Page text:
I’ve said in the past that it’s my intention to play as the sneaky assassinish character in Guild Wars 2.  I also planned to play as a Ranger in Guild Wars 1 and we know how well that worked out.  There’s something about the Guardian that pulls at something deep within me.  I suspect it has to do with an abiding drive to help other people.  It was for this reason that I offered to raid lead for my WoW guild, Unemployed.  That decision eventually (and alarmingly quickly) led me to desert WoW forever.  It was a good experience, but I’m absolutely certain that my temperament is not suited to leadership.  I wasn’t a bad leader, I just hated almost every second of it.

But still, that deep and abiding need to care for my friends remains.  Last night I helped my husband finish Nightfall.  We killed Abbadon with a full group, but when sending out the call for others to join us I insisted someone be a healer (we already had another healer), because sure as summer follows spring, I wasn’t going to do it.  I had a lot of fun with my layzorz (I always do), but constantly in the back of my mind was a kernel of guilt that I was foisting the healing/protection job onto someone else who would probably rather be performing a different job.  Ryan ended up being this someone, and though he assured me that healing the Abbadon fight is one of his favorite things to do, that nagging little voice of mine couldn’t be quieted.

I desperately hope that ArenaNet is right when they say that the Guardian’s skill in protection will not lead it to be a required profession like the Monk is now.  Because if that happens, I’m fairly certain that I’ll end up in that role when all I really wanted was to try something drastically new.

In Brightest Day, In Blackest Night

No Evil Shall Escape My Sight.

This post WILL contain Edge of Destiny Spoilers. Just sayin’.

I’m not much of a comic book fan.  I also know next to nothing about Green Lantern.  Perhaps that’s why I was the first person to draw a comparison between him and our lovely new Guardian profession.  Apparently, the Lantern can do a heck of a lot more than make auras with his ring, but I didn’t know that when the idea struck me.

Admittedly, I’m quite a bit late to the Guardian discussion.  Maybe yapping about it on Relics took away some of my burning need to tell the world what I thought.  (Isn’t that why we blog in the first place?)  Needless to say, lots of people beat me to the punch.  (Some of you even did it twice!)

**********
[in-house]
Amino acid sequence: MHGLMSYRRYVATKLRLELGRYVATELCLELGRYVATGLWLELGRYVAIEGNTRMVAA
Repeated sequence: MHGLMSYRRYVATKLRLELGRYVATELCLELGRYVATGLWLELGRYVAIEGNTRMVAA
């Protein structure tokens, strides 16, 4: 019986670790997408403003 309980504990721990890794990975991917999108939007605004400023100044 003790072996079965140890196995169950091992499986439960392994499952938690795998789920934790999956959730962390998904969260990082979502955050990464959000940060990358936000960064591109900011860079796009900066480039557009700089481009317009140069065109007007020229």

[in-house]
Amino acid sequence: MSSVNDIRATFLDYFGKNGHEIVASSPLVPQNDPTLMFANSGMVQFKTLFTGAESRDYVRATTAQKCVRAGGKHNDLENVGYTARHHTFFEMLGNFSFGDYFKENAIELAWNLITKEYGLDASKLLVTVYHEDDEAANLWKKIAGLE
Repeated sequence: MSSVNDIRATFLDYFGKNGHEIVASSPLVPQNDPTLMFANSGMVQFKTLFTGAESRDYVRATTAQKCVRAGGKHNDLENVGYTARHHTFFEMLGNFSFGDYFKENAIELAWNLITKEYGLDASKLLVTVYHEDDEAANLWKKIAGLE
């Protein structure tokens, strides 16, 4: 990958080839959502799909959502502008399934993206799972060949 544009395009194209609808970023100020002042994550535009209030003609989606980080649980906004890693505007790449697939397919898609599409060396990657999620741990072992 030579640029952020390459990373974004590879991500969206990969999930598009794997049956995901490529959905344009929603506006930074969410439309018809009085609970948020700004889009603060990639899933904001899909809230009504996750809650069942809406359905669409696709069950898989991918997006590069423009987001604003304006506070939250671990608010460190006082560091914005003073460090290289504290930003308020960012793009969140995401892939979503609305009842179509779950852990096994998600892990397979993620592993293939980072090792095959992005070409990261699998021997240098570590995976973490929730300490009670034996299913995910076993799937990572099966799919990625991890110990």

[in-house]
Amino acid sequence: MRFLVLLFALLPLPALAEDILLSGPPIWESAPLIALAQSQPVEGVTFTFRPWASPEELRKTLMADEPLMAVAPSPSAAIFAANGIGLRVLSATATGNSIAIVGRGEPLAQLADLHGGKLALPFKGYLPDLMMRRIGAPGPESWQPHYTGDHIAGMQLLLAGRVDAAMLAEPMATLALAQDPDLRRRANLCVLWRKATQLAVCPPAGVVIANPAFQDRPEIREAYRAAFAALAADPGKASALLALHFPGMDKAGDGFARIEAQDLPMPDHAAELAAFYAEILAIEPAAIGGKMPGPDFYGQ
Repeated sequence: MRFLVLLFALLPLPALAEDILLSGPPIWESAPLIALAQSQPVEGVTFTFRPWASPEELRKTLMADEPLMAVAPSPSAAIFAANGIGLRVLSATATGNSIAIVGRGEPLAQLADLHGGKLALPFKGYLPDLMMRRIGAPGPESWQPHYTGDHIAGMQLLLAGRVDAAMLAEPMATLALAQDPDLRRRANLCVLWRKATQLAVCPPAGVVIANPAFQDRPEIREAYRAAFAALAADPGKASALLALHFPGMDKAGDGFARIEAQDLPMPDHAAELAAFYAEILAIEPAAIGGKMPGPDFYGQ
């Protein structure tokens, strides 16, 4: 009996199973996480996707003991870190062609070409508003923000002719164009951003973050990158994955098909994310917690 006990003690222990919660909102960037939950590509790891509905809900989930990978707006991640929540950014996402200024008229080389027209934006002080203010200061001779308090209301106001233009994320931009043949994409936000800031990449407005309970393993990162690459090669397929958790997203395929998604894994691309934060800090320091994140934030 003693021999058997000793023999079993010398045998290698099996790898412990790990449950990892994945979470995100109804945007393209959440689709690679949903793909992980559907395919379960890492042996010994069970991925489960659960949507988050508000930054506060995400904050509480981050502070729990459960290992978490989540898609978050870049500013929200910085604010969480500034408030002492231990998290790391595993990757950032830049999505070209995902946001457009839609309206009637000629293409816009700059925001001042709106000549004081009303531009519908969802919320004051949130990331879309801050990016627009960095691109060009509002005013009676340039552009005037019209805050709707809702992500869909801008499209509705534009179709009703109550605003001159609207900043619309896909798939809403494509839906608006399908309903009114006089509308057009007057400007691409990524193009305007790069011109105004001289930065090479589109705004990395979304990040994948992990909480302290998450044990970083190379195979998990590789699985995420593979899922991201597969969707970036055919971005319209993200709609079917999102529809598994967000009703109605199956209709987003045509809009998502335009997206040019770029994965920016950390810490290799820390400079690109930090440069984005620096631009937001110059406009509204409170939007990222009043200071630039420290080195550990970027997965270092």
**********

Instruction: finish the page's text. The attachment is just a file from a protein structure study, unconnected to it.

I don’t have anything new or interesting to say about weapon choices that hasn’t already been said before, or about armor (It’s going to be plate, duh), but I would like to expostulate on the state of Blue Mace Lady/Lad’s unique mechanic.

Which brings us right around back to that dashing fellow up there.

I’m not going to lie, as I was reading about Logan Traitor Thackeray’s antics, my mind couldn’t help but supply me with imagery, vivid in every lurid detail.  (I’ll give Mr. King that, he’s got a firm grasp on describing action)  My first thought was of Slimer, from the Ghost Busters.

To my mind, Logan was a walking source of ectoplasmic goo.  Extruding it from his extremities at will and painting the air with— y’know what? Let’s stop that line of thinking right there.

Logan’s aura was his thing.  It’s what he did.  His martial skill was good, but it was his aura tricks that really stole the show.  From trip-wires, to protective barriers, to enhanced weaponry, to being able to fly. (Or at least leap tall Destroyers in a single bound.)

My prediction is this: The Guardian’s unique mechanic will center around his manipulation of his aura.  He’ll have some kind of alternate resource, perhaps it will be died in closely with energy, similar to a Warrior’s adrenaline and a Necromancer’s life force.  This he’ll use to spin his spells and constructs.

He’ll make a giant blue pony out of aura to ride away from his friends with and leave them all to DIE.

I mean, where’d that come from?

But yes, auras.  Making stuff from nothing, physical magic.  Isn’t that part of my wish-list for Mesmers?  Why I believe it was!  I’m not interested in playing a Guardian (remember my thing against heavy armor?), but seeing what they can do whets my appetite for the inevitable Mesmer reveal, for certain sure.